England cannot rely on pink ball miracles in Adelaide, Joe Root warns

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Joe Root has warned his England side cannot rely on the pink ball to work miracles as they look to launch their Ashes fightback under lights at the Adelaide Oval.

Disappointment over the nine-wicket defeat in the first Test at Brisbane has been consigned to history, with the tourists now plotting their way back into the series in Thursday’s day/night clash in South Australia.

The hosts have a proud record in the format – played eight, won eight, including five at this ground – but the pink Kookaburra’s ability to perform tricks can be seductive.

Stuart Broad (left) walks through the outfield with James Anderson
The partnership of Stuart Broad, left, and James Anderson could prove crucial in Adelaide (Adam Davy/PA)

In 2017, England bowled Australia out for 138 in the second innings in dusky conditions, but only after watching them declare on 442 in the first.

“For us it’s about not falling into the trap of thinking it’s going to hoop round corners for five days,” said Root.

“There will be periods in this game where that takes a more prestigious role but one thing from our point of view is not overthinking that part of it.

England’s Joe Root during a press conference at the Adelaide Oval
Joe Root has urged his batters to find ‘ways to get through’ in the series (Jason O’Brien/PA)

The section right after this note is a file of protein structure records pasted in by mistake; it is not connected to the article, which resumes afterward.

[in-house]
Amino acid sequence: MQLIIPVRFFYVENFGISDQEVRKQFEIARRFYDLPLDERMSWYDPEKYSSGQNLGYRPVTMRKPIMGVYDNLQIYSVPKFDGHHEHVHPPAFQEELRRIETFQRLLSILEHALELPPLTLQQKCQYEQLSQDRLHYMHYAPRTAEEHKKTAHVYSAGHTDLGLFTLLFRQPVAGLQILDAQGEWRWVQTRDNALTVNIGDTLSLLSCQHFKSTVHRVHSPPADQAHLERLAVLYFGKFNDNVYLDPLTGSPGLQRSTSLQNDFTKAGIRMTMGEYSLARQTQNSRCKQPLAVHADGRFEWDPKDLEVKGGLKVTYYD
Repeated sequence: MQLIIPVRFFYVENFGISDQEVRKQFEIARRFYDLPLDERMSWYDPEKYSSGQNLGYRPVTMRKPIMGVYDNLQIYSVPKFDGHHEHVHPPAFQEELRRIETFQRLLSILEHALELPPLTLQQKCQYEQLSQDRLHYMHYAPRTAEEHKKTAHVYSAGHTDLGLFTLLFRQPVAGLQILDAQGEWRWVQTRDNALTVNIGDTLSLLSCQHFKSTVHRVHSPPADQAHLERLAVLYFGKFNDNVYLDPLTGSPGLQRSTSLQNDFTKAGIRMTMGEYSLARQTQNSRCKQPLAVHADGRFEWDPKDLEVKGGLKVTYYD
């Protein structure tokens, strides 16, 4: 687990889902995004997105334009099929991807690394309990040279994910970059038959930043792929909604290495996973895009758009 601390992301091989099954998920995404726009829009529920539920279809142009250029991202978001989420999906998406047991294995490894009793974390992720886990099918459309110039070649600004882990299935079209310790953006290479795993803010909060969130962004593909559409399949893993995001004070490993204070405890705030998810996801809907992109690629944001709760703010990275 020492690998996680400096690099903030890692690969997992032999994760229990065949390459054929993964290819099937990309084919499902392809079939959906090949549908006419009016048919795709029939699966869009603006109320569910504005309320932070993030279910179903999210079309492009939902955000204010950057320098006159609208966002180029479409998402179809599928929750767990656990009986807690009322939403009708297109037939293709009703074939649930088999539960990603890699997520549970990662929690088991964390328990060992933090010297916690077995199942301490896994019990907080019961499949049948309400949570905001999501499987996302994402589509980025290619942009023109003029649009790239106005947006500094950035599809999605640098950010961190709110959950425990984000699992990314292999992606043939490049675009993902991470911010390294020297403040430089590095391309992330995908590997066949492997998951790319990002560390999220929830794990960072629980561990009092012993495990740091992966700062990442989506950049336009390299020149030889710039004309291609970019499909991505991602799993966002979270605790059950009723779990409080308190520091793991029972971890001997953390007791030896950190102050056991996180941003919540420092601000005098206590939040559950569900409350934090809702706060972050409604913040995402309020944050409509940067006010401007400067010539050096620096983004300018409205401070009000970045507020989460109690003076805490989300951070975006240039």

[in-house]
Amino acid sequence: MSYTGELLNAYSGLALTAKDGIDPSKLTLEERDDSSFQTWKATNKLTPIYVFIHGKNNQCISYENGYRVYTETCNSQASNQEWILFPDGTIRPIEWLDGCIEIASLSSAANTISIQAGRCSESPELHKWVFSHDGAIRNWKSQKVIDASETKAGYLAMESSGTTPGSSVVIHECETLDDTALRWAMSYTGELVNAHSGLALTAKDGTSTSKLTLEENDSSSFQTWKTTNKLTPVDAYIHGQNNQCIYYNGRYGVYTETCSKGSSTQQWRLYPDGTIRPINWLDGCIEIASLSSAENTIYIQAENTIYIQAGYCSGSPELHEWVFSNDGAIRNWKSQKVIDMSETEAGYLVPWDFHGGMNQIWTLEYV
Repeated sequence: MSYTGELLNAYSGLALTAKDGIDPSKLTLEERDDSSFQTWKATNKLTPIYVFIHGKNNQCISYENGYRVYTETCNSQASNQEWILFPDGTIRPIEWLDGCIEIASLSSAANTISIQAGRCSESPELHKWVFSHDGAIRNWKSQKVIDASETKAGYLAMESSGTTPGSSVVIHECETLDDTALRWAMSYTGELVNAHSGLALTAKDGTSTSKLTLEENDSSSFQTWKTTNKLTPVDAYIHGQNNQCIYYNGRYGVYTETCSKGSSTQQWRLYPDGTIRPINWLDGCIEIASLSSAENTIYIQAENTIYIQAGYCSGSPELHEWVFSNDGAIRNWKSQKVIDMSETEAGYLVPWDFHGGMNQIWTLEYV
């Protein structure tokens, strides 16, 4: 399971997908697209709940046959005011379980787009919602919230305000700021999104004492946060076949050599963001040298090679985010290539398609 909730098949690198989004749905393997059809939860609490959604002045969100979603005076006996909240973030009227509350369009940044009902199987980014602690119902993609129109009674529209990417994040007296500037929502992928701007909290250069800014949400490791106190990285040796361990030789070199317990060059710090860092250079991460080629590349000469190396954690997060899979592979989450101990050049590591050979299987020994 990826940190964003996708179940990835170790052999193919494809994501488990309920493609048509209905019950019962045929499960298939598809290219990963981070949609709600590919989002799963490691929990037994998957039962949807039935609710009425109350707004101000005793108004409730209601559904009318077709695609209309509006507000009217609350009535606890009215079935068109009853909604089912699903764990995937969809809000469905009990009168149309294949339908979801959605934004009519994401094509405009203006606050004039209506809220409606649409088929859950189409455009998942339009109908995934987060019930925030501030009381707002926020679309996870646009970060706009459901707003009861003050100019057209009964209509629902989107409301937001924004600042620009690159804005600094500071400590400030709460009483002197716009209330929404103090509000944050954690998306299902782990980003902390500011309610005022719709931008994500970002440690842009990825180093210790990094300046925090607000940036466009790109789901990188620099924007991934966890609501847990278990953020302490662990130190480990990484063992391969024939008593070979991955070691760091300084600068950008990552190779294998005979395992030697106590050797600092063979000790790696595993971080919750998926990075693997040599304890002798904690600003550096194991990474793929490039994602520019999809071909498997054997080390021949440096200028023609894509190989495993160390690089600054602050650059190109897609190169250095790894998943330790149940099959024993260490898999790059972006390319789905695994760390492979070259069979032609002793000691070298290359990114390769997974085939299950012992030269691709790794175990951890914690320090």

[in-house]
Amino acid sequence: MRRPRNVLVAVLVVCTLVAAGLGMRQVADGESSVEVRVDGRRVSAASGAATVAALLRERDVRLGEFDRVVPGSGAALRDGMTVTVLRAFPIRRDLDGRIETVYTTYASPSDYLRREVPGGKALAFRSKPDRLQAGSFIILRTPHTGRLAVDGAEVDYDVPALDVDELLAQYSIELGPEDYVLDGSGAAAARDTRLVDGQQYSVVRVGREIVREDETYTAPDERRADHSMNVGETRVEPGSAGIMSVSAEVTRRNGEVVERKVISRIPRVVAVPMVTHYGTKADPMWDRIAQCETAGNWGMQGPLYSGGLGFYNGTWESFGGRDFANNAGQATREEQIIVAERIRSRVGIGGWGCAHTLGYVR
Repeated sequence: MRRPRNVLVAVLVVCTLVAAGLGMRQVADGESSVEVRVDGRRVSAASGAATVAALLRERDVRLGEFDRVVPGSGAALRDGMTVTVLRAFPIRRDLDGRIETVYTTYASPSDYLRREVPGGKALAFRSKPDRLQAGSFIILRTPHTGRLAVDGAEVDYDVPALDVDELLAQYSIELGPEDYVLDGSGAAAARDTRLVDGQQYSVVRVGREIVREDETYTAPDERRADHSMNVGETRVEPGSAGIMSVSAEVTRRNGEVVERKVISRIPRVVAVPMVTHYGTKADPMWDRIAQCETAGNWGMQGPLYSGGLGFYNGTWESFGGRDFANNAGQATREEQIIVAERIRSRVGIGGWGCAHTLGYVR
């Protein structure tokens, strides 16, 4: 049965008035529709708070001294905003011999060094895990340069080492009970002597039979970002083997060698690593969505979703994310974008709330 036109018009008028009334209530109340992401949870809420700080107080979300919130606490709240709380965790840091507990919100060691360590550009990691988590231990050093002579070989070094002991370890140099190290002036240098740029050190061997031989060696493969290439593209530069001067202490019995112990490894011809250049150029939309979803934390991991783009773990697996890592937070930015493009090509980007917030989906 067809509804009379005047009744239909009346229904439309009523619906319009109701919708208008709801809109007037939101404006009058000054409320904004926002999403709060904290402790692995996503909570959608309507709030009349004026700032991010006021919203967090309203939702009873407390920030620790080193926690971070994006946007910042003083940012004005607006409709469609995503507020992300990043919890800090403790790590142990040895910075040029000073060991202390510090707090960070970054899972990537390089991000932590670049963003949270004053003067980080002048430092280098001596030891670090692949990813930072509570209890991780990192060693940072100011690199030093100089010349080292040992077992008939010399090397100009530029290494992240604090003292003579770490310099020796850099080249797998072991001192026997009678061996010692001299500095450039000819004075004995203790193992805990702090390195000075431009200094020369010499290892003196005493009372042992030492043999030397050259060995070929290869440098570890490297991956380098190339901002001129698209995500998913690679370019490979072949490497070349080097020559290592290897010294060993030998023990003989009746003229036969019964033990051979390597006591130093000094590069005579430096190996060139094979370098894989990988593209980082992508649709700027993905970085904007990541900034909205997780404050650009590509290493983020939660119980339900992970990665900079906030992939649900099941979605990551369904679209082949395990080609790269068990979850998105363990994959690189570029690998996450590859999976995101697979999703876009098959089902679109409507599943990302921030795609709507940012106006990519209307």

“Also as a batting group, we need to be managing those different phases and finding ways to get through.”

England are likely to keep faith with the top seven that largely underperformed at The Gabba, where only Joe Root and Dawid Malan made half-centuries, but will be thinking hard about the make-up of their bowling line-up.

Record wicket-taker Anderson is a certainty to make the XI having been passed fully fit for action, but whether he will be joined by Broad remains to be seen. It could be that Ben Stokes holds the key.

England’s Ben Stokes tosses the ball
Ben Stokes is recovering from a knee injury (David Davies/PA)

If England are not convinced he can take a full share of the load this time, they would compensate by picking four specialist seamers and sacrificing Jack Leach’s spin, which was attacked so successfully in the first Test.

“We will find out about Ben over the next couple of days. He obviously had a bit of a jar in his knee in the last game,” said Root.

“Hopefully that is something he’s shaken off now and he can get back to full intensity but all options are on the table. We will have to manage that and see where we are at.

Stokes looked lively enough in nets practice when a bouncer hit Root on the helmet. Much to Stokes and England’s relief, his captain showed no ill effects from the blow.

Root offered wholehearted backing for opening bat Rory Burns, who booked himself an unwanted chapter in Ashes history when he lost his leg stump to Mitchell Starc off the very first ball of the series.

The left-hander’s confidence appeared to take a hit as he reversed his usual preference for kicking things off, retreating to the non-striker’s end at the start of the second innings and allowing Haseeb Hameed to face up.

Australian Captain Pat Cummins alongside England Captain Joe Root
Pat Cummins and Joe Root will do battle for the second time as opposing captains (Jason O’Brien/PA)

“He is someone who will get stuck in, he relishes a big occasion and the challenge and he stands up to it.

“If you look at his performances in the last Ashes series, he put in some really fine performances and played some great knocks. I’ve got no doubt about Rory in terms of his character. He will come back in and want a response and to put some big forms on the board.”

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